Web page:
and TV have been actually moving up quite nicely (for Rogers). We don't
seem to have the competitive pressure to take these
decent-margin products and move their prices down, so we're seeing good
In other words, the Canadian broadband marketplace has little
competition, providing companies such as Rogers with the opportunity to
raise prices and decrease service (see the current online discussion
about Rogers cutting back on BitTorrent access). This might be music
to the ears of investors, but for consumers this does not provide much
confidence for the future direction of Internet connectivity in
Canada. Let's hope the CRTC and municipalities were also listening as
they consider muni wifi initiatives and legislative protections against
a two-tiered Internet.TagsShareWednesday March 01, 2006
Bruce Schneier points
to a recent incident in Greece where about 100 politicians and
political leaders were subject to mobile phone wiretapping. Schneier
points out that the wiretapping was facilitated by new network
surveillance requirements, which were then used by the "bad guys" for
their own purposes. A good lesson for Canada as we renew the debate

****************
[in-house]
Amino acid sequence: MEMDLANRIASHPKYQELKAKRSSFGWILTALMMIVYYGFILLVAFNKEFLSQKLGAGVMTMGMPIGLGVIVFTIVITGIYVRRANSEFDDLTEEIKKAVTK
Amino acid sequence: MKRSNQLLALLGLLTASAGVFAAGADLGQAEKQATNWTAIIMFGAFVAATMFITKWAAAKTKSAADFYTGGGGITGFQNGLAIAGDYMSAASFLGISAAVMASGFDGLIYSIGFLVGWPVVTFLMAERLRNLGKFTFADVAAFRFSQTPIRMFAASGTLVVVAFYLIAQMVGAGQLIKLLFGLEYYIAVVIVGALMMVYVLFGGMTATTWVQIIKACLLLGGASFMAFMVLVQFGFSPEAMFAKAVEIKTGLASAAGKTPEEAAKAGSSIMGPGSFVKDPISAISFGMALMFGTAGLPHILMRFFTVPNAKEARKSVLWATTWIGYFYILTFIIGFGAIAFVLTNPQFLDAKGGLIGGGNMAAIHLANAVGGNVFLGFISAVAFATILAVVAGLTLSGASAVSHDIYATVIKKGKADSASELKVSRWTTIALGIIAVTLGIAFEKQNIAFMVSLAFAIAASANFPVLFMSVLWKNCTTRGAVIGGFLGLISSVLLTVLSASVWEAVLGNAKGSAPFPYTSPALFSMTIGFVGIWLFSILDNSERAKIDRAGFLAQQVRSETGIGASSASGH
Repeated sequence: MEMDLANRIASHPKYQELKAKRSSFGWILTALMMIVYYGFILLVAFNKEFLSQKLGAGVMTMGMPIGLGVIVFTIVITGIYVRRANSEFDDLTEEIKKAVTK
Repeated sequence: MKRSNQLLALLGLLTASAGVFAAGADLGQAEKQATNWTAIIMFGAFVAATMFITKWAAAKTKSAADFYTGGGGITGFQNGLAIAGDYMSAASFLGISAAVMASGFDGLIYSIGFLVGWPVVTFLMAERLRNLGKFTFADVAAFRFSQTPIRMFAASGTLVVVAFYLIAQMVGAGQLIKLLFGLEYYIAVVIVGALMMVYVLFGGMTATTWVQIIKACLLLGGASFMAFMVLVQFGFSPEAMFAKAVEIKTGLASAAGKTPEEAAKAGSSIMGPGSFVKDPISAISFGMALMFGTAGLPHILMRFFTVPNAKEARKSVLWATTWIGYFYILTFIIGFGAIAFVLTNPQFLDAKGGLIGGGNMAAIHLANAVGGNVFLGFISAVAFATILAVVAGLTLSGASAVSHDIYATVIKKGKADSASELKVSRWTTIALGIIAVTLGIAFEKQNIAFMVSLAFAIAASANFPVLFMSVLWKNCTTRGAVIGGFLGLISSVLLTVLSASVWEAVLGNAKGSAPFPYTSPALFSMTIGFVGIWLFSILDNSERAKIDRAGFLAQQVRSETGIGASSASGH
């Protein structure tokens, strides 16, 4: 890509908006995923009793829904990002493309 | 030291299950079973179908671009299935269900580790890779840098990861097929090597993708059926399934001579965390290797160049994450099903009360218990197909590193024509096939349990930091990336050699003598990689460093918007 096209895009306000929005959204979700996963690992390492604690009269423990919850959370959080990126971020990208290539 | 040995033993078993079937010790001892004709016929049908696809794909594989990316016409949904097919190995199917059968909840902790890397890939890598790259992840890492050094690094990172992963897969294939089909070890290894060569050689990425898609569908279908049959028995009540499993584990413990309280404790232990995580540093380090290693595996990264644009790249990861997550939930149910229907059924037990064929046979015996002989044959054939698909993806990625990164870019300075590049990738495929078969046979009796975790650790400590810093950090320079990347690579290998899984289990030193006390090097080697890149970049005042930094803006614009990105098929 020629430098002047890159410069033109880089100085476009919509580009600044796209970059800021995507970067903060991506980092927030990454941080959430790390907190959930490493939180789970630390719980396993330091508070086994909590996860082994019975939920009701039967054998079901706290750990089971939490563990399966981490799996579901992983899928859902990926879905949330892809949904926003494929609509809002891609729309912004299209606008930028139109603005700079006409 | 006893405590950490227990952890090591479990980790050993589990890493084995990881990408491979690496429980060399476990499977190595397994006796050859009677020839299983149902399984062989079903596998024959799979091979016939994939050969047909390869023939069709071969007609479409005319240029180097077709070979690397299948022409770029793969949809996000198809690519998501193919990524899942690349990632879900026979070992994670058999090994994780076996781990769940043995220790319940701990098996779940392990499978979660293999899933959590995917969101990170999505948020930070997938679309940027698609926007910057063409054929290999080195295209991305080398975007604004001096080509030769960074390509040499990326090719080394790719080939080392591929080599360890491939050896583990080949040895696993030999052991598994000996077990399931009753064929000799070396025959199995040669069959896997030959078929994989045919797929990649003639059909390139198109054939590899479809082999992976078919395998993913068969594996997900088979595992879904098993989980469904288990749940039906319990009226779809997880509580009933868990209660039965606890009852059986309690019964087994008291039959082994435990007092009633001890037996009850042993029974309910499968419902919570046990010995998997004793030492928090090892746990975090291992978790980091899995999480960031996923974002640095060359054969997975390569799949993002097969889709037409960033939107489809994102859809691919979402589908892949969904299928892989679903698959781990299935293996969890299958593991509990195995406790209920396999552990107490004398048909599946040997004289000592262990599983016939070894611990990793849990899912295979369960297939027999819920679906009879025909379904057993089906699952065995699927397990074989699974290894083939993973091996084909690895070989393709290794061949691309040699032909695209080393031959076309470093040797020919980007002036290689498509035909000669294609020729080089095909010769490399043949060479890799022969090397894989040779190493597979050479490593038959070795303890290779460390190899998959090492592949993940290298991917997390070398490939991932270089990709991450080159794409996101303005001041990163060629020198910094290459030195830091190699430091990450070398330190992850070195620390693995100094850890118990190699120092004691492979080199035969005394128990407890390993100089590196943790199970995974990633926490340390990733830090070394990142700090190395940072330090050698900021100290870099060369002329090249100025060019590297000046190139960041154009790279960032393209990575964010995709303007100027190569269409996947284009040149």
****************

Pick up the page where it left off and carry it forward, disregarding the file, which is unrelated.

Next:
over lawful access and consider the risks associated with a Canadian
surveillance network (Thanks Stacy!).
TagsShareWednesday March 01, 2006
Jamie Love has an interesting posting on USTR head Bob Portman violating U.S. law by pressuring African countries to increase protections for AIDS medicines that exceed WTO minimums. Expect those pressures to shift north once a Canadian copyright reform bill makes an appearance.TagsShareWednesday March 01, 2006
It appears that Canada's Access Copyright is not alone in seeking new license fees from schools for use of the Internet. AC's Australian counterpart, the Copyright Agency, is seeking compensation for teachers instructing students to browse the Internet. While it may sound like it, this story does not come from the Onion.TagsShareTuesday February 28, 2006
The Canadian Legal Information Institute has announced the first results from an important new project dubbed ScanLII.
It appears that ScanLII will attempt to the fill the very large gaps in
the freely available Supreme Court jurisprudence online. They've
scanned 200 decisions dating back to 1976 with more to come.TagsShareTuesday February 28, 2006
If you have been following the debate over Internet governance over the
past few years, you know that while ICANN supporters (U.S., Canadian,
Australian governments; business lobby) and critics (developing world
and occasionally Europe) argue over the optimal approach, particularly
with respect to government involvement in the domain name system, the
reality has been that possession is all. The U.S. government retains
ultimate control over the system and thus the debate is somewhat
academic. In assessing the outcome at the World Summit on the
Information Society last fall, I argued that: